Meanwhile, Kraken GM Ron Francis has spent zero on his 2021-22 roster, so he’s as cap compliant as humanly possible. With cap space at an all-time NHL premium, Francis has so much of it he’ll be laboring this summer just to meet the minimum $60.2 million.

So he’ll be taking on somebody else’s pricey — and hopefully, talented — guys. But Francis also must be mindful not to tie his hands financially for future seasons, because he’ll start from zero only this one time.

Anyway, enjoy this now, Kraken fans, because your team will never again have this much cap freedom. Once the 2021-22 season begins, every move for a fourth-line winger becomes a question of “Will that extra $100,000 he makes compared to the next player put us over the cap?”

Keep in mind, though, like anything else in professional sports, context matters. Thanks to third-party websites such as Cap Friendly — which provides real-time payroll tabulations — hockey fans are becoming cap experts to varying degrees.

But not every team pushing cap limits faces a doomsday scenario, and I’ve seen a tendency in some critiques to overstate supposed concerns. 


After all, the Lightning still made a deadline deal for Savard. I doubt Lightning GM Julien BriseBois wakes up with knots in his stomach because he’s pushing cap limits. Not when he won the Stanley Cup last season and might repeat this year.

Remember, winning matters. There are no trophies for cap compliance.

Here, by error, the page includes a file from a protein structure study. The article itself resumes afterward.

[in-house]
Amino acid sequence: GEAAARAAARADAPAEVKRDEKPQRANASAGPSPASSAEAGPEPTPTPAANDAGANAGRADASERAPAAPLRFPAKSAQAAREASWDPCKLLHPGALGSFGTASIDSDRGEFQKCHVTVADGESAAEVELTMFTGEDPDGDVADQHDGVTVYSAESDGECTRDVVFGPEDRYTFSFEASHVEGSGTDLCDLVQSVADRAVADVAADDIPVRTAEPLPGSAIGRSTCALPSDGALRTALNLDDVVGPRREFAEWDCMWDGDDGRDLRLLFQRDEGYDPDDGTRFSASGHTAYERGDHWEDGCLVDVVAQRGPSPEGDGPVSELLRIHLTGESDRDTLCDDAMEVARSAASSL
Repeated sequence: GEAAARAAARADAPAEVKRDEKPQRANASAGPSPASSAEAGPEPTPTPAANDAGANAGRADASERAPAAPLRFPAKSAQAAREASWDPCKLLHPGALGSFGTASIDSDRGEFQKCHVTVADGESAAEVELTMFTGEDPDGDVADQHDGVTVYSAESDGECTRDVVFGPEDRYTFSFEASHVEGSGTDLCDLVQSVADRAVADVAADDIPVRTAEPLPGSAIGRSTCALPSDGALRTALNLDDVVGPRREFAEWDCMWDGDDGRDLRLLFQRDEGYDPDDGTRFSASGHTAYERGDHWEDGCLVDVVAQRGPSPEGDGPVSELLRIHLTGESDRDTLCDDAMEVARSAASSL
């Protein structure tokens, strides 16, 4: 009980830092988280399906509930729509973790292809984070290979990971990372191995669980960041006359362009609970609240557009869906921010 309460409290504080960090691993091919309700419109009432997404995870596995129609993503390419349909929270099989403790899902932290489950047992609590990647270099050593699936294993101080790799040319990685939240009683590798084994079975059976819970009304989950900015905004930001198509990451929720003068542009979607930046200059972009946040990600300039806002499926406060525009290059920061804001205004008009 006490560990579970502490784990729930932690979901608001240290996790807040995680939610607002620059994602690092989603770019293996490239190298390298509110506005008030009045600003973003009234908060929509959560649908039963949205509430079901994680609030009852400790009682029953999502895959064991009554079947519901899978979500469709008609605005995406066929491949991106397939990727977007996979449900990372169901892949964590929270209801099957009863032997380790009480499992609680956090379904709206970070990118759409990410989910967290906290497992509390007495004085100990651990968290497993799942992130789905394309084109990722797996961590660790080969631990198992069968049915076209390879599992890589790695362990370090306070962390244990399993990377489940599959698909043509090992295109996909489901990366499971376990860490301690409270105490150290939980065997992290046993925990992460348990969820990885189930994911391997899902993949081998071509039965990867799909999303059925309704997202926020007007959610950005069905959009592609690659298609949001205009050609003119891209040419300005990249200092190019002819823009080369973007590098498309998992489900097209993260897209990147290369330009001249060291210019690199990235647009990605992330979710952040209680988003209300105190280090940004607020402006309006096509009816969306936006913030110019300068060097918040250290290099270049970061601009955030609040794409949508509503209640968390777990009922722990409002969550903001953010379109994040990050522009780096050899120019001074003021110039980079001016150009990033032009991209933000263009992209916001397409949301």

Fans typically forgive future cap issues after a Stanley Cup parade. Or at least they should. Conversely, the Maple Leafs haven’t won a Cup since 1967, so yeah, there’s heat on GM Kyle Dubas to overcome his cap woes and balance out an offensively overweighted roster. 

And Buffalo Sabres fans aren’t really applauding their team’s cap space given the team’s embarrassing results going on a decade. So the degree of cap concerns varies.

After all, the nature of the cap actively discourages repeat Cup winners, so BriseBois and the Lightning are really just playing for bonus points trying to repeat.

The NHL fought for its cap — locking out the 2004-05 season — to pare costs and create more competitive balance.

From 1967-68 through 1989-90, Montreal, the Edmonton Oilers and New York Islanders won 18 of a possible 23 titles. Things loosened slightly the ensuing 15 years, though the onset of free agency created escalating salaries, financial inequities between teams, three titles apiece for Detroit and New Jersey and two each for Colorado and Pittsburgh.


In 15 years under the hard cap, three teams — Los Angeles, Chicago and Pittsburgh — have won three titles each. So it wasn’t a perfect parity solution.

But we’ve seen four different Cup winners the past four seasons. And five teams — Los Angeles, Anaheim, Carolina, Washington and St. Louis — won their first Cup ever, while Chicago won its first since 1961 and Boston since 1972.

The major sports leagues long ago determined that most fans prefer different teams be given turns at winning championships rather than the same dynasties repeating. Keeps fans engaged, hopeful and spending money.

So the NHL’s cap provides what fans want: a chance at a title without waiting a generation for it. And whether you’re a Kraken fan, or ownership needing to recoup a $650 million expansion fee by being competitive, you’ll welcome any system that reduces a championship wait. Even if it induces frequent cap-compliance headaches.